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Commentary: Plan must consider students' basic needs

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This guest blog post responding to the District's transformation plan comes from Cathy Weiss, executive director of the Stoneleigh Foundation, and Paul DiLorenzo, member of the Stoneleigh Foundation’s board of directors.


In the midst of the drama that surrounds the School District of Philadelphia, perhaps it might be worth considering another perspective.

What if we agreed that the challenge is not just about education, organizational structure, and finance?

What if we focused on the growing number of children who come to the educational environment already at a disadvantage? It’s not just that they are poor. They suffer from inconsistent health care and early learning deficits; some of them are deprived of food and, increasingly, of hope. We have found no research that shows that children facing these odds will succeed, unless something is done.

Without addressing the basic needs of these children, there is little reason to believe that the school system can achieve both academic enrichment and improved child well-being — or that any reconfiguration of the schools is more than simply moving the deck chairs.

So what if we take Chief Recovery Officer Thomas Knudsen and the School Reform Commission at their word? They want to “blow up” the current system and replace it with something more effective, more cost-efficient, and more engaging for kids and their parents. 

The plan is likely doomed to failure unless it makes provisions for the kids who live in the poorest communities. In taking on that challenge, it is neither effective nor acceptable for us to count on the educational system alone to address the needs of Philadelphia’s schoolchildren.

With that in mind, here are three general considerations that we think are critical to any systemic redesign.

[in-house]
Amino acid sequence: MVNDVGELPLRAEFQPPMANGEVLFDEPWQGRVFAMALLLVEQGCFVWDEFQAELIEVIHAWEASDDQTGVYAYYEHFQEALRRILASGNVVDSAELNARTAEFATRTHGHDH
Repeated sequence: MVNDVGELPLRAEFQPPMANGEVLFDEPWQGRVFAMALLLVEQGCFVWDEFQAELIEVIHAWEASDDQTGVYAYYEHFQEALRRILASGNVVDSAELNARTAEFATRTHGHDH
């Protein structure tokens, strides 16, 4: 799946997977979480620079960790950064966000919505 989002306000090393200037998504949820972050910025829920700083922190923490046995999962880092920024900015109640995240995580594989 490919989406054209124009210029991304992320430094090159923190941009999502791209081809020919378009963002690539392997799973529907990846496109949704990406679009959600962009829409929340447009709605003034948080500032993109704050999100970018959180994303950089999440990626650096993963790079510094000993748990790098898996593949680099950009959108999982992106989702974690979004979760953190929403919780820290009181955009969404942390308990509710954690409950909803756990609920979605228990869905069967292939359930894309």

• Give up the fight for the same old, same old. Acknowledge that inconsistent victories and discrete student achievements do not make a system of excellence.

    There are some wonderful pockets of achievement in Philadelphia. Assemble the lessons learned from those models and lay the foundation for expanding those promising practices across the District’s schools.
  • Understand that any prospect of educational success for children from distressed communities and neighborhoods is based on the recognition that the task requires family stabilization, academic enrichment, and cultural and recreational opportunities. 

    Decades ago, Dr. James Comer, now a child psychiatry professor at Yale University, put forward the notion that coordinating a full range of family services — including food, clothing and shelter, counseling, and mobile medical services, etc. — would eventually produce improved academic performance. The Philadelphia Departments of Human Services, Public Health and Behavioral Health spend a good deal of time on community engagement. Why not mandate that every public school maintain a set of formal working relationships with these and other departments and establish specific measurements of well-being? If the evidence from the Harlem Children’s Zone and the districts that have implemented Comer’s School Development Program is any guide, we should begin to see an increase in academic and well-being indicators within a few years.
  • Foster collaborations between the School District and private foundations, universities and corporations on a research and development function.

    Knudsen undoubtedly knows this is one of the characteristics of great organizations — they study, they create, they innovate, they look for what is next around the curve, they evaluate, and they figure out how to bring successful products to scale. Bring funders, school officials and parents and students to the same table.

In the words of James Baldwin, “These are all our children. We will all profit by, or pay for, whatever they become.” In the 21st century, their education, the bedrock of what they will become, requires that we address them in the context of family and community.

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